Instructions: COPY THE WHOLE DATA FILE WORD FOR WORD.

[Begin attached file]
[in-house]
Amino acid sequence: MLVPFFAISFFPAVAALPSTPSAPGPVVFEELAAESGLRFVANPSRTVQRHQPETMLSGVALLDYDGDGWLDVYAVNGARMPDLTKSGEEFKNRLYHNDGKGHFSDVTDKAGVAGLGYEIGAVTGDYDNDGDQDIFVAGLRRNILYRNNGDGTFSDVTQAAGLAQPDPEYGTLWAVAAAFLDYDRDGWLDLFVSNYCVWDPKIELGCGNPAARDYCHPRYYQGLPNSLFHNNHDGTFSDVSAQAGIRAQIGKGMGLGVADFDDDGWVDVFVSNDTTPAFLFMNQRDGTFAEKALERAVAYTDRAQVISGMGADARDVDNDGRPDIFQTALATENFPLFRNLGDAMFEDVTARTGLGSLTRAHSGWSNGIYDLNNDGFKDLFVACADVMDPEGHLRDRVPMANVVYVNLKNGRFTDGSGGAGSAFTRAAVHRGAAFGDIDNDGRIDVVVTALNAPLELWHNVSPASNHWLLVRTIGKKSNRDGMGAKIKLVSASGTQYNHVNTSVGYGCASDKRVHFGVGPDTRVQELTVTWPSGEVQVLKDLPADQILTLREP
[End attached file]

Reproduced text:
[in-house]
Amino acid sequence: MLVPFFAISFFPAVAALPSTPSAPGPVVFEELAAESGLRFVANPSRTVQRHQPETMLSGVALLDYDGDGWLDVYAVNGARMPDLTKSGEEFKNRLYHNDGKGHFSDVTDKAGVAGLGYEIGAVTGDYDNDGDQDIFVAGLRRNILYRNNGDGTFSDVTQAAGLAQPDPEYGTLWAVAAAFLDYDRDGWLDLFVSNYCVWDPKIELGCGNPAARDYCHPRYYQGLPNSLFHNNHDGTFSDVSAQAGIRAQIGKGMGLGVADFDDDGWVDVFVSNDTTPAFLFMNQRDGTFAEKALERAVAYTDRAQVISGMGADARDVDNDGRPDIFQTALATENFPLFRNLGDAMFEDVTARTGLGSLTRAHSGWSNGIYDLNNDGFKDLFVACADVMDPEGHLRDRVPMANVVYVNLKNGRFTDGSGGAGSAFTRAAVHRGAAFGDIDNDGRIDVVVTALNAPLELWHNVSPASNHWLLVRTIGKKSNRDGMGAKIKLVSASGTQYNHVNTSVGYGCASDKRVHFGVGPDTRVQELTVTWPSGEVQVLKDLPADQILTLREP